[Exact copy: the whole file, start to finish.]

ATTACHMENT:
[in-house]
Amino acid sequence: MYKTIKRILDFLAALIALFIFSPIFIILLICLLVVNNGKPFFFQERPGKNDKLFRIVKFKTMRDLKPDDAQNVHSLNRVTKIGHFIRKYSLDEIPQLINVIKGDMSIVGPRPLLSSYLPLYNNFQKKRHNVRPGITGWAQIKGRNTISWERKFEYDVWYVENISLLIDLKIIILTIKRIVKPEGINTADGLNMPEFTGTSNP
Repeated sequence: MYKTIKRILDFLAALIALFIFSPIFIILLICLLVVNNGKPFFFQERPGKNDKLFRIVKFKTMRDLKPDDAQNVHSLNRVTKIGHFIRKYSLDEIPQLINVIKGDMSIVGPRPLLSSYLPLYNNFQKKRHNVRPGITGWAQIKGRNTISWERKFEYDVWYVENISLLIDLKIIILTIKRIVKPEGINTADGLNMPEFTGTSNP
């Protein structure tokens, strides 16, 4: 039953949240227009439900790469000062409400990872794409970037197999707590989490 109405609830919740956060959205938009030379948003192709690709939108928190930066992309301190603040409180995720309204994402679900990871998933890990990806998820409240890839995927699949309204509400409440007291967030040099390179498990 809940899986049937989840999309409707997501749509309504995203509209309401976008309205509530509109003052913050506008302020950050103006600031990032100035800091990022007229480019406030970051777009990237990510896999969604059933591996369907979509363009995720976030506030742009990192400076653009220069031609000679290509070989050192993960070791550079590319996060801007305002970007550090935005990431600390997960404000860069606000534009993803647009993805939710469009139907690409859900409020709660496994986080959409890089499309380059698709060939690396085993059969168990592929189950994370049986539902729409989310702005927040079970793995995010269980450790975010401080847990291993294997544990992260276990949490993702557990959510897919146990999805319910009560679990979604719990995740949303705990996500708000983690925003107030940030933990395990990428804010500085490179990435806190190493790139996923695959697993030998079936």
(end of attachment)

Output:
[in-house]
Amino acid sequence: MYKTIKRILDFLAALIALFIFSPIFIILLICLLVVNNGKPFFFQERPGKNDKLFRIVKFKTMRDLKPDDAQNVHSLNRVTKIGHFIRKYSLDEIPQLINVIKGDMSIVGPRPLLSSYLPLYNNFQKKRHNVRPGITGWAQIKGRNTISWERKFEYDVWYVENISLLIDLKIIILTIKRIVKPEGINTADGLNMPEFTGTSNP
Repeated sequence: MYKTIKRILDFLAALIALFIFSPIFIILLICLLVVNNGKPFFFQERPGKNDKLFRIVKFKTMRDLKPDDAQNVHSLNRVTKIGHFIRKYSLDEIPQLINVIKGDMSIVGPRPLLSSYLPLYNNFQKKRHNVRPGITGWAQIKGRNTISWERKFEYDVWYVENISLLIDLKIIILTIKRIVKPEGINTADGLNMPEFTGTSNP
């Protein structure tokens, strides 16, 4: 039953949240227009439900790469000062409400990872794409970037197999707590989490 109405609830919740956060959205938009030379948003192709690709939108928190930066992309301190603040409180995720309204994402679900990871998933890990990806998820409240890839995927699949309204509400409440007291967030040099390179498990 809940899986049937989840999309409707997501749509309504995203509209309401976008309205509530509109003052913050506008302020950050103006600031990032100035800091990022007229480019406030970051777009990237990510896999969604059933591996369907979509363009995720976030506030742009990192400076653009220069031609000679290509070989050192993960070791550079590319996060801007305002970007550090935005990431600390997960404000860069606000534009993803647009993805939710469009139907690409859900409020709660496994986080959409890089499309380059698709060939690396085993059969168990592929189950994370049986539902729409989310702005927040079970793995995010269980450790975010401080847990291993294997544990992260276990949490993702557990959510897919146990999805319910009560679990979604719990995740949303705990996500708000983690925003107030940030933990395990990428804010500085490179990435806190190493790139996923695959697993030998079936």